"[Heather and Julia] are quite accomplished rappers as well, able to incorporate freestyle into their songs with ease. Song topics explore themes such as being broke and white, and even celebrate “being free to perform the self-pleasure their name is shouting,” according to their MySpace page. They don’t fall into the whole generic beats area of hip-hop, but instead have homebrewed beats[....] Plus they’re local, and they rap better than some of the big-name artists you might find out there today. Solo Sexx also hosts a bimonthly Thursday DJ night at Diva’s Nightclub, quite an impressive feat for a local rap group. The group does a number of big gigs in the area as well[...] Solo Sexx gives the XX chromosomes something to shout about in rap, a largely male-dominated music genre. This is not your average, dime-a-dozen pop group singing about guys and girls in the club. This is Solo Sexx."
“Solo Sexx, despite the name, is an act that inspires participation. Either with their jump-jivin’ dance moves or with their lethal feminine flow (they rap), they’ll be sure to inspire some hip shakin’ dancing. The dynamic duo of Heather (The Vulga Vulva) and Julia (The Velvet Vulture) have been rocking the Amherst Area for the last year, and are now the house band at Northampton hotspot Divas along with their in house DJ, DJ Megha. This set showcases just how far the duo have come in the calendar year since their last Sweet Baby Lou appearance, dropping stellar new beats and tracks like “The Precedent” and “Post-Man”, which features a grinding beat by Megha herself and of course raps that aim to destroy the male-dominated genre that rap music has become. With this set, spring has officially sprung.”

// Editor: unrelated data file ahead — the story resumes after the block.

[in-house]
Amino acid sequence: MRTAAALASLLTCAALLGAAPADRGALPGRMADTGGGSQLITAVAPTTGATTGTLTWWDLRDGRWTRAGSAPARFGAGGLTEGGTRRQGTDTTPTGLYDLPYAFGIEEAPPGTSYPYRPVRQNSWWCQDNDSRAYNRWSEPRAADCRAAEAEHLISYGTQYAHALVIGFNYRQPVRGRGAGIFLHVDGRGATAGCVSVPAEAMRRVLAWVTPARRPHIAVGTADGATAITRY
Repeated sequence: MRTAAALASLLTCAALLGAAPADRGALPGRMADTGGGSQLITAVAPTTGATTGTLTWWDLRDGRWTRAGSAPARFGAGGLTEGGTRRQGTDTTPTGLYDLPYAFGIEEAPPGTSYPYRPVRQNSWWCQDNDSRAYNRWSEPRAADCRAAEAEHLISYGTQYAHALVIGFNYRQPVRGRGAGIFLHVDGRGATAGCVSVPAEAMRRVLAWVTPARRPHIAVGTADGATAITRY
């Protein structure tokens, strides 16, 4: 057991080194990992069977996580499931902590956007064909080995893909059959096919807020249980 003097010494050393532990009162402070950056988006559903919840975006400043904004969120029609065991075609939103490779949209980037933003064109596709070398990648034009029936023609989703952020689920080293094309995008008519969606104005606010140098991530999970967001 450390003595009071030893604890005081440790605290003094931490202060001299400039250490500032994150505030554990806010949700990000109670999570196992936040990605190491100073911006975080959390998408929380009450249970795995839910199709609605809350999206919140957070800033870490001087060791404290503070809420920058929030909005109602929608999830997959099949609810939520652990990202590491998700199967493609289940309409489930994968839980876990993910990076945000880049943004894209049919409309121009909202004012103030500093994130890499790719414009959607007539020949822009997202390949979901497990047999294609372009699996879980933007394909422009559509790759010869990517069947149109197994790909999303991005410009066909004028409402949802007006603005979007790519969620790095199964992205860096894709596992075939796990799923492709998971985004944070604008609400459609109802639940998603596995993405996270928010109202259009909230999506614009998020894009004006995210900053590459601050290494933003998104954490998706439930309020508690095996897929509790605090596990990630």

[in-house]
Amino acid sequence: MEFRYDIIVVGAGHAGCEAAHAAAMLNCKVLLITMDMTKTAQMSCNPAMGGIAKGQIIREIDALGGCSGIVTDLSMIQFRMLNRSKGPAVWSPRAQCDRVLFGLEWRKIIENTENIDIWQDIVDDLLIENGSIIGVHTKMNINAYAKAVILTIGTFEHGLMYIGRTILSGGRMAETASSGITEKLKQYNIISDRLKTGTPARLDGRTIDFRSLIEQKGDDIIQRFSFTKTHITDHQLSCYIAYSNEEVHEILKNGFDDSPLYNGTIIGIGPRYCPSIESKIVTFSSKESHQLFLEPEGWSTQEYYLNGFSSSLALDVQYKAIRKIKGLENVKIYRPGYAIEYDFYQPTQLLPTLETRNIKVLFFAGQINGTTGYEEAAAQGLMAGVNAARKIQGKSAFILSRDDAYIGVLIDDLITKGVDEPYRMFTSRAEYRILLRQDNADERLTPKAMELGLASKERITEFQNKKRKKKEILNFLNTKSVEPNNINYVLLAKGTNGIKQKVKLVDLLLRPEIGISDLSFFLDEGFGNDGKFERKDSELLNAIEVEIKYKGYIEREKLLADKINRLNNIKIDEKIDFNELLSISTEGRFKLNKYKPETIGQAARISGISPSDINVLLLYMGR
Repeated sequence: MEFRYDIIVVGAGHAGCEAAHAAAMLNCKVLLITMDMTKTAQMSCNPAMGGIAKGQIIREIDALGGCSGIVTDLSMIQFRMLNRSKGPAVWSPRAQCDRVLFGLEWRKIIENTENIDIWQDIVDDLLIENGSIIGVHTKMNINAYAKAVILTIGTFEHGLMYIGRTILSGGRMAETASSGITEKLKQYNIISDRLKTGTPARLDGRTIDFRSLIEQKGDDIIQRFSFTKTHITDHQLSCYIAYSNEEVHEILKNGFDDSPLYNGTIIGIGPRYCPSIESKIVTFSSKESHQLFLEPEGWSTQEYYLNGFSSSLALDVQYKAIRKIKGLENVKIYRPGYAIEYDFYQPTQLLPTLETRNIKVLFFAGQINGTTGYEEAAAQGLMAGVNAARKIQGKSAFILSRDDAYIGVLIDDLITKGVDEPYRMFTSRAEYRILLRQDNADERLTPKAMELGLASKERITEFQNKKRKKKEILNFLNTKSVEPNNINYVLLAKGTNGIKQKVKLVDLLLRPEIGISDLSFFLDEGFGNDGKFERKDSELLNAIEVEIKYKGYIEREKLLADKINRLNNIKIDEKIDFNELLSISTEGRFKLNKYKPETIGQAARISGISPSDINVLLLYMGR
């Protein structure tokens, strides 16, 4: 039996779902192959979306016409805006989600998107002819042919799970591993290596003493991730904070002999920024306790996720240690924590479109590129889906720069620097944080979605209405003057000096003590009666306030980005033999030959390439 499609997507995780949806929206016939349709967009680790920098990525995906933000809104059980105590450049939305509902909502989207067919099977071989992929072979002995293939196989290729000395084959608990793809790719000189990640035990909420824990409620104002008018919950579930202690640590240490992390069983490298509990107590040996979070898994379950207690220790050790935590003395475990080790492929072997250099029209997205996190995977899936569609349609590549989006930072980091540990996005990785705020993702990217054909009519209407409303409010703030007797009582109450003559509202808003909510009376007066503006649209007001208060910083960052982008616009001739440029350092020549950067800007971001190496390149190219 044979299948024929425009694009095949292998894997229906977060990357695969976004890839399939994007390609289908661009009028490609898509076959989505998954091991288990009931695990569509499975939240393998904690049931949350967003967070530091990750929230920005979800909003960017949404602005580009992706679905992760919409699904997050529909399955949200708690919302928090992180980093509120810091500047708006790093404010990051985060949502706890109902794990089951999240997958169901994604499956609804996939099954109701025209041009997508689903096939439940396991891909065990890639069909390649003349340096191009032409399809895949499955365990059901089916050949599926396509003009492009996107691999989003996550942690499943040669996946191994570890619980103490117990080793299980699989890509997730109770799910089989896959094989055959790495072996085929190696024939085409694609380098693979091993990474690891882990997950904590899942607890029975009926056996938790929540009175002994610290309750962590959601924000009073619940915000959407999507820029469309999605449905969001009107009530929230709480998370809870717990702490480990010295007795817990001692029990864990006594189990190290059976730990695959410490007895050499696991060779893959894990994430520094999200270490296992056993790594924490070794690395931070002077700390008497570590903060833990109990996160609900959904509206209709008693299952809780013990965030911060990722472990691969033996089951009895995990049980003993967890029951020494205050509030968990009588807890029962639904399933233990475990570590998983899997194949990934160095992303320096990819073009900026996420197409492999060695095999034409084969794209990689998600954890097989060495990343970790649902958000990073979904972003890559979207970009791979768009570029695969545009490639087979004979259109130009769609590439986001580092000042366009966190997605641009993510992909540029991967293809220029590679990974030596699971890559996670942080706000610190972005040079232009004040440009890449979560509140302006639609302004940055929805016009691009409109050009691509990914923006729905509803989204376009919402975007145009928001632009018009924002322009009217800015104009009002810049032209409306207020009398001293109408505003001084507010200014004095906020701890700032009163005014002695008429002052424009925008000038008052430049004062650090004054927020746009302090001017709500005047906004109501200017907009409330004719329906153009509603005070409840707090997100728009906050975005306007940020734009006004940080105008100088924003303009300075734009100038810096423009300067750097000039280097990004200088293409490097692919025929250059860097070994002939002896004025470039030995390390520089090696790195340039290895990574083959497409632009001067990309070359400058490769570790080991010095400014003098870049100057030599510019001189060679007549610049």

“Following Quarterlife was the all-girl rap group Solo Sexx. By far the most unusual entry in the competition, Solo Sexx was like a cross between Zenon, Girl of the 21st Century and Missy Elliot, complete with luminescent back-up dancers and plenty of glitter. Perhaps despite of their unique appearance, the girls were undeniably talented, and brought home top scores for the first round.”
“They are serious about representing and voicing something, though. How they get their message across may not seem elevated, but their message is of their highest importance. The highest importance – as a musical being – is to be different. They want to present something that makes people stop and think, “Oh, wait a second. I don’t think I’ve heard that before.” From their identity to their product, Solo Sexx aims to single out female empowerment in a light that many have not been brought into.”